Gift cards are great presents, NOT to pay the IRS
States continue court fights over SALT deduction limit

DoorDash et al apparently aren't collecting sales tax on delivery and service fees

Food-delivery-from-mobile-phone-app
Some food delivery apps apparently are shorting states when it comes to sales tax on the delivery fees.

The 2019 holiday shopping season is officially underway.

The kickoff remains Black Friday, the day after Thanksgiving, as many shoppers remain committed to post-Turkey Day sales. Early data from Adobe Analytics shows in-store sales were up 4 percent from last year.

But consumer patterns are changing. The store of choice for more and more of us is the internet, which is open 24/7 365 days a year.

Online Black Friday sales were up early in the day by more than 19 percent from the prior year, according to Adobe. Shopping on Thanksgiving Day increased 14.5 percent from 2018, breaking the $4 billion sales mark online for the first time.

And Cyber Monday 2019 is expected to add to that trend. Dec. 2 is projected by Adobe to be the first $9.4 billion day in e-commerce history.

Sales benefit state tax collections: That's good not only for shoppers who enjoy the ease of online purchasing and the e-stores they frequent, but also state treasuries.

Most of them will benefit this year from added sales taxes now being collected on remote purchases thanks to the Supreme Court's 2018 ruling in South Dakota v. Wayfair. It allows states to collect to get sales tax from sellers who don't have a physical presence in their states.

Maybe the increasing holiday sales taxes will help make up for some other sales tax money that's falling through the cracks.

Apparently, DoorDash, Postmates and Uber Eats aren't collecting sales tax on delivery and service fees in some states.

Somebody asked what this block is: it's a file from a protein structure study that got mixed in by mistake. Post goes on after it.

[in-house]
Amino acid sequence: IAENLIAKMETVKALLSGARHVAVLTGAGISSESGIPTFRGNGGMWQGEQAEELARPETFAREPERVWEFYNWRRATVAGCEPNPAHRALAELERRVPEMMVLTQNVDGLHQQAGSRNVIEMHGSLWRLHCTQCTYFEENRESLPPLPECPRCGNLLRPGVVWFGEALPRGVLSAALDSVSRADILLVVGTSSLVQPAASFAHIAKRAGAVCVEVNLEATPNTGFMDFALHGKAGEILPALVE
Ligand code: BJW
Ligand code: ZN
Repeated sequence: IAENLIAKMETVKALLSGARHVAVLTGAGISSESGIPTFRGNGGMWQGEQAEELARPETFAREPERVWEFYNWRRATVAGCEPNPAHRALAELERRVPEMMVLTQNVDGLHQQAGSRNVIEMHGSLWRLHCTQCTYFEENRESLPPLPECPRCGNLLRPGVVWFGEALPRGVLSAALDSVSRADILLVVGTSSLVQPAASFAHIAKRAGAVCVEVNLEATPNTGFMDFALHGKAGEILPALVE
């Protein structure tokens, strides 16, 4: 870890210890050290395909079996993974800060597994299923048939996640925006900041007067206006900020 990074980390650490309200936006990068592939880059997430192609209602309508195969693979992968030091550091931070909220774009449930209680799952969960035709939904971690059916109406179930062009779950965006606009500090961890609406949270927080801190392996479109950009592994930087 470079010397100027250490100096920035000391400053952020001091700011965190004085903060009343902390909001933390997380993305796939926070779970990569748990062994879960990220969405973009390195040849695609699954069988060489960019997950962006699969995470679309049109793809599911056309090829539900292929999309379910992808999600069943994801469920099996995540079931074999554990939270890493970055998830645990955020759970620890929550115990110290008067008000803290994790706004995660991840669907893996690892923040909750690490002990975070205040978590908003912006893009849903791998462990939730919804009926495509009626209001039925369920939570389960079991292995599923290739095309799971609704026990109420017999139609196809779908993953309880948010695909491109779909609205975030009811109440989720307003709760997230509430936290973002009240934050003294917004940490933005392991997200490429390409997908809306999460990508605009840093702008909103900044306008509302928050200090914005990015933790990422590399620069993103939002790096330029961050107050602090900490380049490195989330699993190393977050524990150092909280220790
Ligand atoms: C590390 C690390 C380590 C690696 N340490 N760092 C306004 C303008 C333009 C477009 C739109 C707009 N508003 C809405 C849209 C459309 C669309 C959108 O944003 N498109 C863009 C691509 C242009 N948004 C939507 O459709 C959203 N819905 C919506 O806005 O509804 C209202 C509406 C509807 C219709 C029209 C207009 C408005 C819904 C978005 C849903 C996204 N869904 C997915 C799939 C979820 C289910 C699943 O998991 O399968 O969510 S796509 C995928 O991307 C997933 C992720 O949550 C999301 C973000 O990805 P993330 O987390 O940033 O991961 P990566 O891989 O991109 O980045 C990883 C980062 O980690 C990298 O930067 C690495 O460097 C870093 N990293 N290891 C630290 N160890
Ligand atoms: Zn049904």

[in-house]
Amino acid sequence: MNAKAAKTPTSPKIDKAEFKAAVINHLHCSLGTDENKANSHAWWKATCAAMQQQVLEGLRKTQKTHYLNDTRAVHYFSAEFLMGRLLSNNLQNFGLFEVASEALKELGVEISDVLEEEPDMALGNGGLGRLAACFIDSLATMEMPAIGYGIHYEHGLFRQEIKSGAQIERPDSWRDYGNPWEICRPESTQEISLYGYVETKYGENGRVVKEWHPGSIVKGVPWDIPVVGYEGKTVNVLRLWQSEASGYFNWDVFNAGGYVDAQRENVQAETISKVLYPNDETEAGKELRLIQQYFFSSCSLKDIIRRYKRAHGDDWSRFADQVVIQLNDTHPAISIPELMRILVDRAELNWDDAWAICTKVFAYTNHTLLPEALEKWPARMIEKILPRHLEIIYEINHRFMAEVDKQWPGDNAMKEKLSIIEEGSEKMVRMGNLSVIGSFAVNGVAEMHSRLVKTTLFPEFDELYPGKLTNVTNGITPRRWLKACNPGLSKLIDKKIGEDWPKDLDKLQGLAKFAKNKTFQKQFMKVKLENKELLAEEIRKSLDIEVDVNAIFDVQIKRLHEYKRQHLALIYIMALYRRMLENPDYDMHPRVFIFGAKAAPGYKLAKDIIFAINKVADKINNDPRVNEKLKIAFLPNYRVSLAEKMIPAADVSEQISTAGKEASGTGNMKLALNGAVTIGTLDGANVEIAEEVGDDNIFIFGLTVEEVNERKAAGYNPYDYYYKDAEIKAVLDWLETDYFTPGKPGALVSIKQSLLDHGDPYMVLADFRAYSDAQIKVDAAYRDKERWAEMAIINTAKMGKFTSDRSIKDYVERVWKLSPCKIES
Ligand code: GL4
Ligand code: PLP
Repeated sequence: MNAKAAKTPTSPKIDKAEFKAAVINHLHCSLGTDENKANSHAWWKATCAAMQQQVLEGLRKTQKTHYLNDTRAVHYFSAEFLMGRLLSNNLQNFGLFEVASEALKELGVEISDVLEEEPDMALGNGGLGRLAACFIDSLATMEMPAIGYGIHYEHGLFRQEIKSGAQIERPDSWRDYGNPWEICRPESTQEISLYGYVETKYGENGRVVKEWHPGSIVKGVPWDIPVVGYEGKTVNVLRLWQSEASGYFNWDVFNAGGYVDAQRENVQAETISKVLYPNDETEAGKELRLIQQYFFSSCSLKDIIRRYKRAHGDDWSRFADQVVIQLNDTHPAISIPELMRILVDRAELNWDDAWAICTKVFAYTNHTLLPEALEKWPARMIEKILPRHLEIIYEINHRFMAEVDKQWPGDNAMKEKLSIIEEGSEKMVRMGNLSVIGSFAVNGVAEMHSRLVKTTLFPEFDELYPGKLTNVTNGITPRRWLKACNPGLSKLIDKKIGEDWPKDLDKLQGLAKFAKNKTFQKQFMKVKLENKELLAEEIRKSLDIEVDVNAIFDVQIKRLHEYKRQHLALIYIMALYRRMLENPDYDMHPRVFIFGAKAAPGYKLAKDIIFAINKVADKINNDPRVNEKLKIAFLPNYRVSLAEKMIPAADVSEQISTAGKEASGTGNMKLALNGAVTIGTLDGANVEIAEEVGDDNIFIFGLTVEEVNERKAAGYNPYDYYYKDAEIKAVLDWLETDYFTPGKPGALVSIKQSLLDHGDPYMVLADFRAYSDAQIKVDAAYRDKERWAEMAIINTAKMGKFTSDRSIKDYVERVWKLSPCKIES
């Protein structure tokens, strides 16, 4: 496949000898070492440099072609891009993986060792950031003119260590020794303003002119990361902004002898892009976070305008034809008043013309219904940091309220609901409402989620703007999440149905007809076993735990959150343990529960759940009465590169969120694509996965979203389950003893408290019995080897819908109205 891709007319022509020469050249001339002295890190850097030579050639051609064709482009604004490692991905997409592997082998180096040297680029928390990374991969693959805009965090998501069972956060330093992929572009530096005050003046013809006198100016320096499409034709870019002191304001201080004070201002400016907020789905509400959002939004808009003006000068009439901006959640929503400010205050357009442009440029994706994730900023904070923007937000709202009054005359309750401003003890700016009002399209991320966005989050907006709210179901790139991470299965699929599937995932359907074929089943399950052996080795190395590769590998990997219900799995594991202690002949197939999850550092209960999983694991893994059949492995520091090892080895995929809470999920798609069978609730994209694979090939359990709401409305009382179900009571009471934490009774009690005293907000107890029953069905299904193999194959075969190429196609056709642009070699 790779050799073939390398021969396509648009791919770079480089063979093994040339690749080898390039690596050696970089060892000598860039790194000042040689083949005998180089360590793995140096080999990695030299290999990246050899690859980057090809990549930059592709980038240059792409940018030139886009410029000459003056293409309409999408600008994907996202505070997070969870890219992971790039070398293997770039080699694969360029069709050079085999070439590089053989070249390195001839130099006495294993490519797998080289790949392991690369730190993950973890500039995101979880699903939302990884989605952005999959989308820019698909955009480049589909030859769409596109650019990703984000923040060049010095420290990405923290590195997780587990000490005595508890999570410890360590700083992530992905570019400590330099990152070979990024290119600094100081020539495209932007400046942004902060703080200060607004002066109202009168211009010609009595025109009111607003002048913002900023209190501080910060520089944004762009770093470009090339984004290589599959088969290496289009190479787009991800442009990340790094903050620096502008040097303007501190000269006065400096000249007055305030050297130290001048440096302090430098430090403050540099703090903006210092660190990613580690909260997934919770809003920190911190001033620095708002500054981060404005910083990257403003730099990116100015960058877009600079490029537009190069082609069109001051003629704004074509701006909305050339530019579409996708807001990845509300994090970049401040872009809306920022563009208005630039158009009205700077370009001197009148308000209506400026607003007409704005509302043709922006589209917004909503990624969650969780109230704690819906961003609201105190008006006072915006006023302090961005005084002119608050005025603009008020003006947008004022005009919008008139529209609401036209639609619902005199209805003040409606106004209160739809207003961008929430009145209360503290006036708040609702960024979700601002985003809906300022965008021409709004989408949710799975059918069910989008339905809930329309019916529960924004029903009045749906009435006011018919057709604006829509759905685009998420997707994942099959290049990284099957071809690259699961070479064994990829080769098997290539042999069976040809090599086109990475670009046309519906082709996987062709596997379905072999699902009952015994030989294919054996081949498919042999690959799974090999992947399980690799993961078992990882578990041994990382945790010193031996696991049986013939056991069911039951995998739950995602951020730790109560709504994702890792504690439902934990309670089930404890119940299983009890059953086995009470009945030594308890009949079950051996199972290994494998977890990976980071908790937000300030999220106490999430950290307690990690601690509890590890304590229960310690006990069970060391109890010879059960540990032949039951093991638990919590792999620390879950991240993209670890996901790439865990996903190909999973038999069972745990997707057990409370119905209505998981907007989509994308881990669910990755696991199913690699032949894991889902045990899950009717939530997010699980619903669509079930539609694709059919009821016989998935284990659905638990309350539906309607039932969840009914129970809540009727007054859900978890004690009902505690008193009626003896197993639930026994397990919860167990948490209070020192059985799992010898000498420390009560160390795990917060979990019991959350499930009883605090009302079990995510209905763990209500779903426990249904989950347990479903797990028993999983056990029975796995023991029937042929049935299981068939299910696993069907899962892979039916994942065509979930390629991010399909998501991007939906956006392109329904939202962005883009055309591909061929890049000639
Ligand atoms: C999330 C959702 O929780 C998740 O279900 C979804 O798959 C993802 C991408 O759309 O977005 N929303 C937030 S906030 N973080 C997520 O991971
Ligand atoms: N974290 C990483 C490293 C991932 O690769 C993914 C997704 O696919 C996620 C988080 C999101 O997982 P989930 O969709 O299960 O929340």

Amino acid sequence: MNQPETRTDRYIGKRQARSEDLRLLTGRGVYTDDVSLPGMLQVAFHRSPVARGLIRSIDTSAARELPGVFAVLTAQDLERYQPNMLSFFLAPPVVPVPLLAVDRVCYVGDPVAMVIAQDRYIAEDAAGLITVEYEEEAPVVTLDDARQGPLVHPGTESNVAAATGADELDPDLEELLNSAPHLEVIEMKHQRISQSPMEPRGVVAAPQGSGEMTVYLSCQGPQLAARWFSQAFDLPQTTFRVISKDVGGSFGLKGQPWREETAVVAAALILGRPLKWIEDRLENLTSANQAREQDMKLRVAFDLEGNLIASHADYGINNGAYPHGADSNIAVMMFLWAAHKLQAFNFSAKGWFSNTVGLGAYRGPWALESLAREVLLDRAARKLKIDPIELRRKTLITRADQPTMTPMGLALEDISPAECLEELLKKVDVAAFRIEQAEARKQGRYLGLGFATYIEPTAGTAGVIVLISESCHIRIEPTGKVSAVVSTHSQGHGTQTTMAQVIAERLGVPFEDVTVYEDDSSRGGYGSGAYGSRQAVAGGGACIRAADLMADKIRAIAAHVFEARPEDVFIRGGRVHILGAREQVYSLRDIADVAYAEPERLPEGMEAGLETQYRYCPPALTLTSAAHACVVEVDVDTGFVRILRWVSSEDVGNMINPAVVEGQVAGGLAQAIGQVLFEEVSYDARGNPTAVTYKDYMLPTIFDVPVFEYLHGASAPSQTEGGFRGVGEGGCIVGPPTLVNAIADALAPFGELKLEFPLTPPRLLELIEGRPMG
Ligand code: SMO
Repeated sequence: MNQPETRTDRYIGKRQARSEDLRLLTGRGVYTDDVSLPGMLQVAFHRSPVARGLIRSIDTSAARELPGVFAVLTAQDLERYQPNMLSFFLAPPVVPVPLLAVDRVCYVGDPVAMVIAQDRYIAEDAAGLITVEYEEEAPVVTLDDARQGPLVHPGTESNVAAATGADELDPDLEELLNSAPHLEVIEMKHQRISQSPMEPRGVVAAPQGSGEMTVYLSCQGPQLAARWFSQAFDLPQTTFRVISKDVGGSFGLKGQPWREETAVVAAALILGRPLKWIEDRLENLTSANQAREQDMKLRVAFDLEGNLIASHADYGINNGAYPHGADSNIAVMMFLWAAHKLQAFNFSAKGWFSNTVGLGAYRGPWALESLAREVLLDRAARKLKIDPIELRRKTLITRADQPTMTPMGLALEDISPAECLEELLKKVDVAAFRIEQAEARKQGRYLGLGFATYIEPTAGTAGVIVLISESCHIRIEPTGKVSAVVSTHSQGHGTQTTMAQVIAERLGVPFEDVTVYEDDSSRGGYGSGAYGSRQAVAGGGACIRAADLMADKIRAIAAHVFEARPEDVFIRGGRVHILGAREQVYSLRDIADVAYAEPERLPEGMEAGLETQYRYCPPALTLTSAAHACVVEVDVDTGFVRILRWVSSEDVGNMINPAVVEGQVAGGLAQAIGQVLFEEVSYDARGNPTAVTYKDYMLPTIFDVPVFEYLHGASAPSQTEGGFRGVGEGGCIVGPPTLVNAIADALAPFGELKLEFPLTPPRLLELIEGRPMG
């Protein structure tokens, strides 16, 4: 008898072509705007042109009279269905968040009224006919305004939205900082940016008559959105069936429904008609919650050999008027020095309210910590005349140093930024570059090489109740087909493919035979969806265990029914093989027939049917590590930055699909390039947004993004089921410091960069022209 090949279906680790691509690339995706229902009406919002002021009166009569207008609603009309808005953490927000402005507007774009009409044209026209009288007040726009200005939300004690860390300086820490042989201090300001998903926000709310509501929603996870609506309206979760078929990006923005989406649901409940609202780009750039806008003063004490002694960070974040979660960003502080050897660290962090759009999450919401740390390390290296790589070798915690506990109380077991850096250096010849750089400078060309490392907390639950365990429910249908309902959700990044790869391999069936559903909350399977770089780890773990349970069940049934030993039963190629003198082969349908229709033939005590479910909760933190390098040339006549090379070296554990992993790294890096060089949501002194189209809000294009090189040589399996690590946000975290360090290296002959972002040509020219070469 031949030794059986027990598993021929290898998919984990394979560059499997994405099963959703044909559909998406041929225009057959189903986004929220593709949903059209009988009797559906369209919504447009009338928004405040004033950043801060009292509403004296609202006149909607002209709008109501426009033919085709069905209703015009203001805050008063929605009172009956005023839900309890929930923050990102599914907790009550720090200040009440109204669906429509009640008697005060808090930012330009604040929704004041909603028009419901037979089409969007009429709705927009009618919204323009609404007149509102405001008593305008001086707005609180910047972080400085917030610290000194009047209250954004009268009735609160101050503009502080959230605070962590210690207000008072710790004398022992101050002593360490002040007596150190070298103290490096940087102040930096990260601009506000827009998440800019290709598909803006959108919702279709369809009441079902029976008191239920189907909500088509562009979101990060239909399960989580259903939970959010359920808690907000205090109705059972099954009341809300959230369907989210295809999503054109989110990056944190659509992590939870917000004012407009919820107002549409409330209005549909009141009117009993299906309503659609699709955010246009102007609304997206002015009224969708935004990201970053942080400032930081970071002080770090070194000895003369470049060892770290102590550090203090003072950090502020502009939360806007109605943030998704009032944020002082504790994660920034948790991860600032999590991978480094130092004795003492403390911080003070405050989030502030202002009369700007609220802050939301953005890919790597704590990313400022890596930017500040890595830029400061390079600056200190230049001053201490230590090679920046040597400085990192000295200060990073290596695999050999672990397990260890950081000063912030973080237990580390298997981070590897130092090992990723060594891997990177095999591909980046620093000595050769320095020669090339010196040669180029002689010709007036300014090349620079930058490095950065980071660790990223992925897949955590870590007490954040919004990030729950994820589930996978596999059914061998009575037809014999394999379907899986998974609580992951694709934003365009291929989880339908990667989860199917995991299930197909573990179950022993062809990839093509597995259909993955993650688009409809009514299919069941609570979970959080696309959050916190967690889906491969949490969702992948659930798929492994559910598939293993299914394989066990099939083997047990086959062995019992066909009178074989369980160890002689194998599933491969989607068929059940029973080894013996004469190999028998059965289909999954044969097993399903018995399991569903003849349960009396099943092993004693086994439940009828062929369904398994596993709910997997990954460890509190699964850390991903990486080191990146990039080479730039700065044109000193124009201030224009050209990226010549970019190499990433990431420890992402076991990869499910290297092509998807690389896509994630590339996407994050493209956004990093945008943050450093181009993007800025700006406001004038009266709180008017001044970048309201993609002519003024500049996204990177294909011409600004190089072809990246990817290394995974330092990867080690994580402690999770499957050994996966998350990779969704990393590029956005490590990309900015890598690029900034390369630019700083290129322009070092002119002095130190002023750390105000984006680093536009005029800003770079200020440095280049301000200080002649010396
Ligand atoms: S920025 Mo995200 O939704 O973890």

Shirin Ghaffary, the Vox Recode reporter who detailed the issue in a story for the website, notes:

"The sales taxes in question are on fees that can amount to as much as a third of the total price of food orders — or at least $120 million per year of taxable dollars on the sales of major food delivery companies in California and New York alone, based on Recode's calculations on an estimated market size from research firm Forrester. If you account for all of the US, that could amount to hundreds of millions of dollars per year."

Hundreds of millions of dollars per year.

That's a big deal in for the 45 states that levy a statewide sales tax. Thirty-eight of them also allow localities to collect separate sales taxes. And many of these jurisdictions tend to rely heavily on sales tax revenue.

Increased regulation trigger: Plus, it's not just the food delivery services that could be in trouble.

Ghaffary notes that the lax tax practices also could be a liability for the restaurants whose food they deliver.

"Both the apps and the restaurants could later be on the hook for paying taxes that apps aren't currently collecting," she writes. "It's another example of how existing laws haven't yet adapted to the gig economy — and in the meantime, these tech companies are taking advantage of the loopholes."

The lost tax dollars and potentially widespread noncollection could make Ghaffary's observation come true: "It could be the latest business practice in the gig economy to raise regulatory questions."

The uncollected sales tax story also earns this weekend's Saturday Shout Out. Check it out.

It could affect your appetite the next time you're considering getting your dinner delivered by one of these companies.

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